I tend to agree with this. It’s going to have to be Germany and France that eventually make a peace deal with Russia. The Atlantic powers are going to have to fade into the background.
By Andrew Day The Week
Russian President Vladimir Putin’s invasion of Ukraine has widened the divide between Russia and the West and threatened the security of Europe. With talks between Moscow and Kyiv so far failing to produce a negotiated settlement, and President Biden favoring unhelpful escalatory rhetoric, it is hard to imagine what the endgame of the Russia-Ukraine conflict will look like. Historian Niall Ferguson has even suggested that Washington is trying to prolong the conflict to bleed Moscow of blood and treasure. Some have hoped that Israel or China might facilitate an agreement to end the war, but neither can guarantee that a resolution to the conflict would protect Russia’s long-term interests.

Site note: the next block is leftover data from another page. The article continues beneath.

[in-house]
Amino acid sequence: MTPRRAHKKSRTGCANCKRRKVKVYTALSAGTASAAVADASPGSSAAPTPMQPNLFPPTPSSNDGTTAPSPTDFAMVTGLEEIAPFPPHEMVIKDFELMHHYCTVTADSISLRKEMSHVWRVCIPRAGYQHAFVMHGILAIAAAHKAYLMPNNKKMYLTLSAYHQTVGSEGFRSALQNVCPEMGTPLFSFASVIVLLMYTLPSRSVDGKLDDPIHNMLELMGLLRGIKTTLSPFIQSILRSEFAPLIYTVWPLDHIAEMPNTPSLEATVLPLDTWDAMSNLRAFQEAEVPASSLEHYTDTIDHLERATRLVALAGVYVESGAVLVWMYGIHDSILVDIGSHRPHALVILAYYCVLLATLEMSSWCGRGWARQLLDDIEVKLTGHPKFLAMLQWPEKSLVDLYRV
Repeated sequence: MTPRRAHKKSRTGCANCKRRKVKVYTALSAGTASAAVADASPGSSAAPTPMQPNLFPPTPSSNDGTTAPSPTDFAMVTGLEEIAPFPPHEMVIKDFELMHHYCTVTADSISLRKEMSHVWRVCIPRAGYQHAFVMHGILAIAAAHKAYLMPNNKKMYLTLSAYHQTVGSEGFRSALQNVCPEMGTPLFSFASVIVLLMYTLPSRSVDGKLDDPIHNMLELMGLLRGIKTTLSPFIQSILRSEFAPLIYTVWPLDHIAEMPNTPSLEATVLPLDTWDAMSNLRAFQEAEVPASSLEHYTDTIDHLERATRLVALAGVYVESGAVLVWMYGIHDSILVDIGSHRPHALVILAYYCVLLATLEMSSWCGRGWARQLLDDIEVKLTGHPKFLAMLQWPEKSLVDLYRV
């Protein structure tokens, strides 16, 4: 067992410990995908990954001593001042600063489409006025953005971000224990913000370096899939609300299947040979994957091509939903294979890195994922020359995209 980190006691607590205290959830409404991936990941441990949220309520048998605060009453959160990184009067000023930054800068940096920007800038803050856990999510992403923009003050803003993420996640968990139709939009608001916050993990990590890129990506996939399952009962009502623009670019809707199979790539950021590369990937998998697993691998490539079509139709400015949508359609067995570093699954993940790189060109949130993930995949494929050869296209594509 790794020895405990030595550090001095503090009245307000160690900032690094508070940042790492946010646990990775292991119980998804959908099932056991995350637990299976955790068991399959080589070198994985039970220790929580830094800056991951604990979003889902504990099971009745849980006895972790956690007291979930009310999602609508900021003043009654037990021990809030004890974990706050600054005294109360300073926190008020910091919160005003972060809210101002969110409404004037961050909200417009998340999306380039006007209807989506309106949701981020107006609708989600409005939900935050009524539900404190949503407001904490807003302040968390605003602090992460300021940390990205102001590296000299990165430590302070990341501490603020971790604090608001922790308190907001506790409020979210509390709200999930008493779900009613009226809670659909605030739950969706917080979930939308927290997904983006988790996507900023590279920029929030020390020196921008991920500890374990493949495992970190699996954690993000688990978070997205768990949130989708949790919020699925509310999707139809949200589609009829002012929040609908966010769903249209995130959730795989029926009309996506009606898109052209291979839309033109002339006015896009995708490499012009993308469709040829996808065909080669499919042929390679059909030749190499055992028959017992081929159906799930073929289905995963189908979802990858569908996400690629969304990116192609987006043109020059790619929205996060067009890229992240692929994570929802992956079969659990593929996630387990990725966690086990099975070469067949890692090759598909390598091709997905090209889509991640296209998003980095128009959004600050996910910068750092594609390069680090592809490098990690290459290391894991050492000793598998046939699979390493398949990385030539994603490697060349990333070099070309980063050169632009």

The man best placed to resolve the crisis? French President Emmanuel Macron.
Before the war, Macron took the lead in engaging Putin diplomatically. The French president should be applauded for trying to prevent war, but he never stood a chance. Macron was working within the suffocating constraints of an intensifying security competition between the United States and Russia. Putin had made it clear that avoiding war would require written guarantees from Washington that Ukraine will never join NATO. During a televised meeting with his national security team, Putin observed that in 2008 reluctant European governments had opened NATO’s door to Kyiv under U.S. pressure. He reasoned that Washington could compel those same nations to one day vote for Ukraine’s accession to the alliance. There was little Macron could do to assuage those concerns.